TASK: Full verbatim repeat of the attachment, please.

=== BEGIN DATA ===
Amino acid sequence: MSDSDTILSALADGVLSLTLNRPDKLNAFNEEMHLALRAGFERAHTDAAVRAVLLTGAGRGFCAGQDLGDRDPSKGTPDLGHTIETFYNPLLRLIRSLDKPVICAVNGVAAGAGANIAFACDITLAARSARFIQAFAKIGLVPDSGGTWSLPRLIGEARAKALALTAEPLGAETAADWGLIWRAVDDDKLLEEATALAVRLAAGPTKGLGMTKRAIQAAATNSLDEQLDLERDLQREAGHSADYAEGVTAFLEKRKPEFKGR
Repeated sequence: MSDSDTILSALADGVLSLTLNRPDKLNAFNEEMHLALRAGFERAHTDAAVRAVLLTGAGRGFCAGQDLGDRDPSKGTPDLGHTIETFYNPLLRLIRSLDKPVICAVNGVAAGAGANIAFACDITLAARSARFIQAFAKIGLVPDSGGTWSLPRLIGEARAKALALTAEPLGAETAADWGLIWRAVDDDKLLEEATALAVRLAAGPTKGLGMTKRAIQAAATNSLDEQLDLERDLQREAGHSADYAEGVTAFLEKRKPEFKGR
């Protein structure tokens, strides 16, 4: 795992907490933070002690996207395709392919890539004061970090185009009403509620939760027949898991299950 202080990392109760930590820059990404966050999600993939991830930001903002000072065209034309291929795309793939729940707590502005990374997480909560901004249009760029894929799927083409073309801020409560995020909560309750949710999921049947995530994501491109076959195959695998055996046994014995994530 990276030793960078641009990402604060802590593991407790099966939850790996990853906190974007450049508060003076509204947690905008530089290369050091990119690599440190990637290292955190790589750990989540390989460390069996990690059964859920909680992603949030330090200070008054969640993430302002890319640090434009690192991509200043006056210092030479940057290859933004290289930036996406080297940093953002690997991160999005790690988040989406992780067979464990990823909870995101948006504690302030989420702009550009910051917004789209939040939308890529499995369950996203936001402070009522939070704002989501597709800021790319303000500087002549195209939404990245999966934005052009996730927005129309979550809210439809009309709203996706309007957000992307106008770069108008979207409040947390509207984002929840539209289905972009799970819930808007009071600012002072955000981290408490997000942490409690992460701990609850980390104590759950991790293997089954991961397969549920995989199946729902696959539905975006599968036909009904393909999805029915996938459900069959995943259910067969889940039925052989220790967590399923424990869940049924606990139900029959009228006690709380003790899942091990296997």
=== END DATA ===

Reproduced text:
Amino acid sequence: MSDSDTILSALADGVLSLTLNRPDKLNAFNEEMHLALRAGFERAHTDAAVRAVLLTGAGRGFCAGQDLGDRDPSKGTPDLGHTIETFYNPLLRLIRSLDKPVICAVNGVAAGAGANIAFACDITLAARSARFIQAFAKIGLVPDSGGTWSLPRLIGEARAKALALTAEPLGAETAADWGLIWRAVDDDKLLEEATALAVRLAAGPTKGLGMTKRAIQAAATNSLDEQLDLERDLQREAGHSADYAEGVTAFLEKRKPEFKGR
Repeated sequence: MSDSDTILSALADGVLSLTLNRPDKLNAFNEEMHLALRAGFERAHTDAAVRAVLLTGAGRGFCAGQDLGDRDPSKGTPDLGHTIETFYNPLLRLIRSLDKPVICAVNGVAAGAGANIAFACDITLAARSARFIQAFAKIGLVPDSGGTWSLPRLIGEARAKALALTAEPLGAETAADWGLIWRAVDDDKLLEEATALAVRLAAGPTKGLGMTKRAIQAAATNSLDEQLDLERDLQREAGHSADYAEGVTAFLEKRKPEFKGR
């Protein structure tokens, strides 16, 4: 795992907490933070002690996207395709392919890539004061970090185009009403509620939760027949898991299950 202080990392109760930590820059990404966050999600993939991830930001903002000072065209034309291929795309793939729940707590502005990374997480909560901004249009760029894929799927083409073309801020409560995020909560309750949710999921049947995530994501491109076959195959695998055996046994014995994530 990276030793960078641009990402604060802590593991407790099966939850790996990853906190974007450049508060003076509204947690905008530089290369050091990119690599440190990637290292955190790589750990989540390989460390069996990690059964859920909680992603949030330090200070008054969640993430302002890319640090434009690192991509200043006056210092030479940057290859933004290289930036996406080297940093953002690997991160999005790690988040989406992780067979464990990823909870995101948006504690302030989420702009550009910051917004789209939040939308890529499995369950996203936001402070009522939070704002989501597709800021790319303000500087002549195209939404990245999966934005052009996730927005129309979550809210439809009309709203996706309007957000992307106008770069108008979207409040947390509207984002929840539209289905972009799970819930808007009071600012002072955000981290408490997000942490409690992460701990609850980390104590759950991790293997089954991961397969549920995989199946729902696959539905975006599968036909009904393909999805029915996938459900069959995943259910067969889940039925052989220790967590399923424990869940049924606990139900029959009228006690709380003790899942091990296997």